(MONEY Magazine) -- Late last year you caught a break. Congress reached a deal that extended the Bush-era tax cuts for two years and renewed perks like the sales tax deduction and the tuition write-off for non-itemizers.
Through 2012, the top marginal income tax rate will continue to be 35%, and you'll keep paying just 15% on long-term capital gains and qualified dividends. Plus, in 2011 your paycheck will be a little plumper, thanks to a cut in the payroll tax.
While no one knows what 2012 will bring, this year-end resolution makes planning easier than when rates were in flux. No need to scramble to lock in gains or postpone deductions. But even if Congress eliminated short-term uncertainty, it did nothing to wipe out long-standing confusion about the tax code.
With the filing season underway, MONEY asked readers to share their toughest tax challenges.
Here are the answers to the most common questions about IRAs.
1. I converted a traditional IRA to a Roth IRA in 2010. Should I claim that income on my 2010 return or defer it? David L., Zeeland, Mich.
You'll need to report that conversion on your 2010 return no matter what. The question is when to pay the tax bill, and the most likely answer is to wait.
With income limits lifted on Roth conversions last year, many high-income investors grabbed the chance to lock in tax-free withdrawals in retirement.
Doing so in 2010 entitled you to a special deal: Pay taxes on the conversion now, or spread the bill equally over 2011 and 2012.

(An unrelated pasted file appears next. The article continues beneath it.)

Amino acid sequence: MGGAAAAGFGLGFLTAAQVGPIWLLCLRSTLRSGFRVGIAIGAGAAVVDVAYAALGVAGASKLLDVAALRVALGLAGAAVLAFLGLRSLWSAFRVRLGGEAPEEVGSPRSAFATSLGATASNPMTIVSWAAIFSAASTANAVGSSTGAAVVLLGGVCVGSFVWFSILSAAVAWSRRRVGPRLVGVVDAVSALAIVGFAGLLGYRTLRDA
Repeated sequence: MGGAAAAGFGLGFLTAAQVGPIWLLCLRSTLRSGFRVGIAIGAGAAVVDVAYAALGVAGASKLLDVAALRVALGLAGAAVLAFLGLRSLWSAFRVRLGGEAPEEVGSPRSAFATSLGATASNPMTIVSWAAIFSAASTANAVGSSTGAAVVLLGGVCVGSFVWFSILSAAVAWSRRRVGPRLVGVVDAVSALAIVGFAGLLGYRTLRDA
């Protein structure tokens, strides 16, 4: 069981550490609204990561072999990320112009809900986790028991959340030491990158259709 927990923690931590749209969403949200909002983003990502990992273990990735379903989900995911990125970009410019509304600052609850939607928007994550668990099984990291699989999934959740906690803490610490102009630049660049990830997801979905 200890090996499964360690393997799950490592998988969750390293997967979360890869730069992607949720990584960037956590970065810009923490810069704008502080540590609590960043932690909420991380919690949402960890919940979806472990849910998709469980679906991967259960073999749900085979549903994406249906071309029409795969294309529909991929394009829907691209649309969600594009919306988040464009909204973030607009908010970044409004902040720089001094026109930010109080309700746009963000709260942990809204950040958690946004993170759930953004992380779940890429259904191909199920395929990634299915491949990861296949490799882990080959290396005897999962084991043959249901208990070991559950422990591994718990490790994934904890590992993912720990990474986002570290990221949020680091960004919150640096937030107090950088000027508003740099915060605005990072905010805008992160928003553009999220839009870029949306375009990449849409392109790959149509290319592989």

For most, waiting is better. Tax rates are locked in for the next two years, so the only reason to pay the tax right away is if you expect that your income will rise enough in 2011 and 2012 to push you into a higher tax bracket.
2. I am 76 years old. Does it pay to convert my regular IRA to a Roth? -- R.C., New York City
Yes, you're onto something.
Typically you want to convert a traditional IRA to a Roth if you believe your taxes will be higher in retirement or you're decades from needing the cash. But a Roth is also a smart tool for passing on wealth.
You're not required to take distributions (as you are with a traditional IRA). And once you pay the tax on the conversion, you'll never have to pay income taxes again, nor will the children, grandchildren, or any others who inherit.
Says Greg Singer, director of research at Bernstein Global Wealth Management: "There's no better way to pass money on to the next generation."
The biggest stumbling block is today's tax bill -- a conversion is worthwhile only if you can pay those taxes from outside savings.
3. I make about $115,000 a year. I fully fund my 401(k) and would also like to contribute to my Roth IRA. Does funding my 401(k) lower my income enough to let me? -- James G., Washington, D.C.
As you can see from the modified AGI cutoffs, you should have no problem funding a Roth if you put the full $16,500 in your 401(k).
For higher earners, the elimination of income limits on conversions makes it easier to fund a Roth -- in addition to converting existing IRAs, you can open a nondeductible IRA now and convert immediately.
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